All-aboard for e-learning
Last year Port to Port was shortlisted for its innovative work at the final in the national e-learning awards in London. The ferry project targets passengers and crew with laptop sessions covering everything from IT skills to literacy support in Learningbytes, short courses which are accessed over the web, to demonstrations of farm cattle programs.
"Many of the people travelling on these ferries would not normally make use of learning opportunities and do not have the confidence to use learning centres or engage in other forms of formal learning," says the project manager, Lorna Hirst. "Our aim is to make practical, innovative use of inter-island travel. New technology, using wireless internet access - laptops with datacards -enables hard-to-reach learners to access a wide range of learning opportunities in a friendly, non-threatening environment."
Five tutors, experienced in training and guidance, take on board one or two laptops to engage the learners in one-to-one sessions as well as giving demonstrations to small groups. In good weather, sessions can be held on deck.
Lessons include a basic introduction to computers, Internet Made Easy, Webwise, Typing Tutor, word processing, desktop publishing, spreadsheets, the European Computer Driving Licence, setting up and using email, ordering online, checking out the Learningbytes catalogue and enrolling, internet banking, family history and product searches.
"We've found that flexibility is the key. Training is based on individual need and simple demonstrations are conducted for those lacking confidence,"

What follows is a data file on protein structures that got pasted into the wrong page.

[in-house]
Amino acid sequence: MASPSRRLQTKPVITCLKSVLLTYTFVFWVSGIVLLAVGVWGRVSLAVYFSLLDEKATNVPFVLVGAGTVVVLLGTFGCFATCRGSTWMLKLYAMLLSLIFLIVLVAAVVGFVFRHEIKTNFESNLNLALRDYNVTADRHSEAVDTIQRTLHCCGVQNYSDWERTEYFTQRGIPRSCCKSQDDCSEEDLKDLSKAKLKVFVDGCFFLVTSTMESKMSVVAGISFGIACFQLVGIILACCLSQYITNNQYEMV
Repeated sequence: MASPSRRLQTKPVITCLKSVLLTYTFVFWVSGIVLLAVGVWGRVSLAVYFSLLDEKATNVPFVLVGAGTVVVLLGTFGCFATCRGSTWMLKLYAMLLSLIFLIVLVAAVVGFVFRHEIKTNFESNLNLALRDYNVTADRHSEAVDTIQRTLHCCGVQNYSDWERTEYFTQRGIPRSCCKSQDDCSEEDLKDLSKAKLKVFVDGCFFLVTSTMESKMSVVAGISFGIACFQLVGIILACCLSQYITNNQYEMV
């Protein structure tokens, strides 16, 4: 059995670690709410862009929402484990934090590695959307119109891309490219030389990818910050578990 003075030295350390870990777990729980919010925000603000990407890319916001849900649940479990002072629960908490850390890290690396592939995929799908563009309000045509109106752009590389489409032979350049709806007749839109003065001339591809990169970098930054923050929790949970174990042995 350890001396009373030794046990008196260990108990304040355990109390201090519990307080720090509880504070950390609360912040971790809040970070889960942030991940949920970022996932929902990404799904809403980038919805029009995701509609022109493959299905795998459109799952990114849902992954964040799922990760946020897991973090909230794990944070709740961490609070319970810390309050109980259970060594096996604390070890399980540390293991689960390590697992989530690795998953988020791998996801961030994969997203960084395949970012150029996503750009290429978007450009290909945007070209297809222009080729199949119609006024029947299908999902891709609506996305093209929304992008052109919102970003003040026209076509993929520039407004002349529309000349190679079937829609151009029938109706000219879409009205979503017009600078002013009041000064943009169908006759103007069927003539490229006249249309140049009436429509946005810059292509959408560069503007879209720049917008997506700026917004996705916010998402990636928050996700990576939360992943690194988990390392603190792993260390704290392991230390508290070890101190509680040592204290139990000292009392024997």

says Ms Hirst. "People too nervous to join classes or go to a learning centre can have a look at a laptop with a friendly tutor.
"A sensitive approach is used in the support for literacy embedded in the training. Learners are directed to the BBC Skillswise site. A number of regular travellers, young men, have expressed an interest in improving their English. Where appropriate, we have arranged referrals to Careers Scotland or other learning centres which suited them."
The cattle programs are targeted at the many farmers who travel regularly to the auction mart in Kirkwall. A CD-Rom simulates the British cattle movement website which farmers need to access to update their cattle records (registrations of births, cattle movements, history of the herd or individual animals, etc).
A successful marketing campaign on local radio, press and Grampian Television helped to raise the profile of the initiative. Now travellers often seek out the tutors once they board the ferries.
"We began in partnership with Orkney Ferries and the outreach centres on the islands," says Ms Hirst. "However, we now have partnerships with Northlink Ferries and Pentland Ferries and we also use trainers from two other organisations in Orkney - Support Training and Grainshore Training Centre.
"We've found that many people are very interested in the mobile internet connection, particularly ferry staff who stay on board overnight. The connection has attracted some relatively computer literate people who could be inspired into further learning. Many are interested in the European Computer Driving Licence.
"Potentially, this could be a solution to poor dial-up connection speeds in many areas around Orkney," she says.
Feedback from the e-learners has been very positive. One learner from Westray writes: "I was shown the basics of spreadsheets of which I knew nothing. I can now see the potential benefits for my business".
And a farmer from Stronsay perhaps sums up the reactions of many when introduced to the benefits of IT: "As someone who has rejected these modern gadgets for the last 10 years, my eyes have been opened."